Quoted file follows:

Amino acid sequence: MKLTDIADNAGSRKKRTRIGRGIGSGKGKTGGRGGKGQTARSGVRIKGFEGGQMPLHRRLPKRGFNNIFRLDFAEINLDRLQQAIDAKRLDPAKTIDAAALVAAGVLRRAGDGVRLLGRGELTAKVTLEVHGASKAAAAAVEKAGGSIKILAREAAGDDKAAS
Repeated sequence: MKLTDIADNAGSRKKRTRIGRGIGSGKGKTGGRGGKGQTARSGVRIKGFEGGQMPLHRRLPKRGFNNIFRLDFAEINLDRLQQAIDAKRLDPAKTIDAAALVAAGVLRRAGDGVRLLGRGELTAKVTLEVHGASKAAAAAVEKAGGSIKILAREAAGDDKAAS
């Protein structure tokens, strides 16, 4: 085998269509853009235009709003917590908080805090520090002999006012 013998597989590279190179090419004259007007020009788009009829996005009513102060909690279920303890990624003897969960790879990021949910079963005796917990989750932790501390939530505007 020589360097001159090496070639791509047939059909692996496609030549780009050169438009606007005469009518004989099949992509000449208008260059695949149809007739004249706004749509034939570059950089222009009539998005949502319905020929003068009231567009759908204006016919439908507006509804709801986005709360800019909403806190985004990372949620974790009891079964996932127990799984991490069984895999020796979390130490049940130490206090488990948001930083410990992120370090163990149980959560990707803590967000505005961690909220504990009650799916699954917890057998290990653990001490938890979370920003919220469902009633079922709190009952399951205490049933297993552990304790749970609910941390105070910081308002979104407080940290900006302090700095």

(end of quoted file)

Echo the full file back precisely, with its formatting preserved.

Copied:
Amino acid sequence: MKLTDIADNAGSRKKRTRIGRGIGSGKGKTGGRGGKGQTARSGVRIKGFEGGQMPLHRRLPKRGFNNIFRLDFAEINLDRLQQAIDAKRLDPAKTIDAAALVAAGVLRRAGDGVRLLGRGELTAKVTLEVHGASKAAAAAVEKAGGSIKILAREAAGDDKAAS
Repeated sequence: MKLTDIADNAGSRKKRTRIGRGIGSGKGKTGGRGGKGQTARSGVRIKGFEGGQMPLHRRLPKRGFNNIFRLDFAEINLDRLQQAIDAKRLDPAKTIDAAALVAAGVLRRAGDGVRLLGRGELTAKVTLEVHGASKAAAAAVEKAGGSIKILAREAAGDDKAAS
């Protein structure tokens, strides 16, 4: 085998269509853009235009709003917590908080805090520090002999006012 013998597989590279190179090419004259007007020009788009009829996005009513102060909690279920303890990624003897969960790879990021949910079963005796917990989750932790501390939530505007 020589360097001159090496070639791509047939059909692996496609030549780009050169438009606007005469009518004989099949992509000449208008260059695949149809007739004249706004749509034939570059950089222009009539998005949502319905020929003068009231567009759908204006016919439908507006509804709801986005709360800019909403806190985004990372949620974790009891079964996932127990799984991490069984895999020796979390130490049940130490206090488990948001930083410990992120370090163990149980959560990707803590967000505005961690909220504990009650799916699954917890057998290990653990001490938890979370920003919220469902009633079922709190009952399951205490049933297993552990304790749970609910941390105070910081308002979104407080940290900006302090700095």